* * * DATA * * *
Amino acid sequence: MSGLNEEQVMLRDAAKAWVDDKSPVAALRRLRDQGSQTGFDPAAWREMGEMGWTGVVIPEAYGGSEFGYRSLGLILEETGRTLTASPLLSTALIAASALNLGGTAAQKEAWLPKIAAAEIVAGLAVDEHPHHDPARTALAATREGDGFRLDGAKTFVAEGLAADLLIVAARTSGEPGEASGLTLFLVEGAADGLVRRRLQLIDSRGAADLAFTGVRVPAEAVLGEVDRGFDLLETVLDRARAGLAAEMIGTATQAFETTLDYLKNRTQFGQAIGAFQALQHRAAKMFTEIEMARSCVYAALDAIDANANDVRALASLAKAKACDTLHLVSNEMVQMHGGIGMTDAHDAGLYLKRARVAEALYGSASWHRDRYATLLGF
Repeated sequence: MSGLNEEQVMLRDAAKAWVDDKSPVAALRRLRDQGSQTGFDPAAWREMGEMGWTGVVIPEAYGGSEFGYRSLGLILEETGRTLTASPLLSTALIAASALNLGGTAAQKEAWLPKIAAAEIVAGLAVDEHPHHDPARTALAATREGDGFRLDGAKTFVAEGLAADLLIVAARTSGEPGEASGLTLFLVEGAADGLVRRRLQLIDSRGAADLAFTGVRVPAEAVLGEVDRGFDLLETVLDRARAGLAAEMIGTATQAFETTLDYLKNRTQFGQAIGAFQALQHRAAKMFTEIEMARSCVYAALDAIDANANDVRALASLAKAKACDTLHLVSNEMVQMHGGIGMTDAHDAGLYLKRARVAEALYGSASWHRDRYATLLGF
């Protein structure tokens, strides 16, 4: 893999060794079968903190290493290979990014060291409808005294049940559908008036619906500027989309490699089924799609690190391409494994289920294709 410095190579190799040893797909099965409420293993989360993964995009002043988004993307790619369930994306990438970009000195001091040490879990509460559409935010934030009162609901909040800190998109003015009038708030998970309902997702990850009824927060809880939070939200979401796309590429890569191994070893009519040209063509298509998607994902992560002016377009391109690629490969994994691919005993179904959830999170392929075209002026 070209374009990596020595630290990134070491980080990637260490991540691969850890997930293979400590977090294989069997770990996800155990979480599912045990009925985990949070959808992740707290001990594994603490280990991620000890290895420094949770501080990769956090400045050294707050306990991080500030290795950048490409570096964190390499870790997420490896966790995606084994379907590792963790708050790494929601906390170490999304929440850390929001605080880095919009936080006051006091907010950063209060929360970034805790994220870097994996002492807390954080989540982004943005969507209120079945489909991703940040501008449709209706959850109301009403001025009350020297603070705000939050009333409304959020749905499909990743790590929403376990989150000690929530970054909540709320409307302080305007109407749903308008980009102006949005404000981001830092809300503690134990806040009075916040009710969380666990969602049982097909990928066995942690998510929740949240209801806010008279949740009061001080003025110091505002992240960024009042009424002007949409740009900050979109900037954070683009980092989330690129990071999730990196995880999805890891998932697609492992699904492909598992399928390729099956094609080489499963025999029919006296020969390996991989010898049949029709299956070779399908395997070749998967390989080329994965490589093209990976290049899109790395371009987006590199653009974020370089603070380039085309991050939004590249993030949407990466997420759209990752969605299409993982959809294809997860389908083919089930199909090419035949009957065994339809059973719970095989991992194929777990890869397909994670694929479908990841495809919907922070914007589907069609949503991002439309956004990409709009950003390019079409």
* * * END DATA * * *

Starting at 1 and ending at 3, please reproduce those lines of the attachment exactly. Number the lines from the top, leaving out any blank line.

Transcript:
Amino acid sequence: MSGLNEEQVMLRDAAKAWVDDKSPVAALRRLRDQGSQTGFDPAAWREMGEMGWTGVVIPEAYGGSEFGYRSLGLILEETGRTLTASPLLSTALIAASALNLGGTAAQKEAWLPKIAAAEIVAGLAVDEHPHHDPARTALAATREGDGFRLDGAKTFVAEGLAADLLIVAARTSGEPGEASGLTLFLVEGAADGLVRRRLQLIDSRGAADLAFTGVRVPAEAVLGEVDRGFDLLETVLDRARAGLAAEMIGTATQAFETTLDYLKNRTQFGQAIGAFQALQHRAAKMFTEIEMARSCVYAALDAIDANANDVRALASLAKAKACDTLHLVSNEMVQMHGGIGMTDAHDAGLYLKRARVAEALYGSASWHRDRYATLLGF
Repeated sequence: MSGLNEEQVMLRDAAKAWVDDKSPVAALRRLRDQGSQTGFDPAAWREMGEMGWTGVVIPEAYGGSEFGYRSLGLILEETGRTLTASPLLSTALIAASALNLGGTAAQKEAWLPKIAAAEIVAGLAVDEHPHHDPARTALAATREGDGFRLDGAKTFVAEGLAADLLIVAARTSGEPGEASGLTLFLVEGAADGLVRRRLQLIDSRGAADLAFTGVRVPAEAVLGEVDRGFDLLETVLDRARAGLAAEMIGTATQAFETTLDYLKNRTQFGQAIGAFQALQHRAAKMFTEIEMARSCVYAALDAIDANANDVRALASLAKAKACDTLHLVSNEMVQMHGGIGMTDAHDAGLYLKRARVAEALYGSASWHRDRYATLLGF
């Protein structure tokens, strides 16, 4: 893999060794079968903190290493290979990014060291409808005294049940559908008036619906500027989309490699089924799609690190391409494994289920294709 410095190579190799040893797909099965409420293993989360993964995009002043988004993307790619369930994306990438970009000195001091040490879990509460559409935010934030009162609901909040800190998109003015009038708030998970309902997702990850009824927060809880939070939200979401796309590429890569191994070893009519040209063509298509998607994902992560002016377009391109690629490969994994691919005993179904959830999170392929075209002026 070209374009990596020595630290990134070491980080990637260490991540691969850890997930293979400590977090294989069997770990996800155990979480599912045990009925985990949070959808992740707290001990594994603490280990991620000890290895420094949770501080990769956090400045050294707050306990991080500030290795950048490409570096964190390499870790997420490896966790995606084994379907590792963790708050790494929601906390170490999304929440850390929001605080880095919009936080006051006091907010950063209060929360970034805790994220870097994996002492807390954080989540982004943005969507209120079945489909991703940040501008449709209706959850109301009403001025009350020297603070705000939050009333409304959020749905499909990743790590929403376990989150000690929530970054909540709320409307302080305007109407749903308008980009102006949005404000981001830092809300503690134990806040009075916040009710969380666990969602049982097909990928066995942690998510929740949240209801806010008279949740009061001080003025110091505002992240960024009042009424002007949409740009900050979109900037954070683009980092989330690129990071999730990196995880999805890891998932697609492992699904492909598992399928390729099956094609080489499963025999029919006296020969390996991989010898049949029709299956070779399908395997070749998967390989080329994965490589093209990976290049899109790395371009987006590199653009974020370089603070380039085309991050939004590249993030949407990466997420759209990752969605299409993982959809294809997860389908083919089930199909090419035949009957065994339809059973719970095989991992194929777990890869397909994670694929479908990841495809919907922070914007589907069609949503991002439309956004990409709009950003390019079409």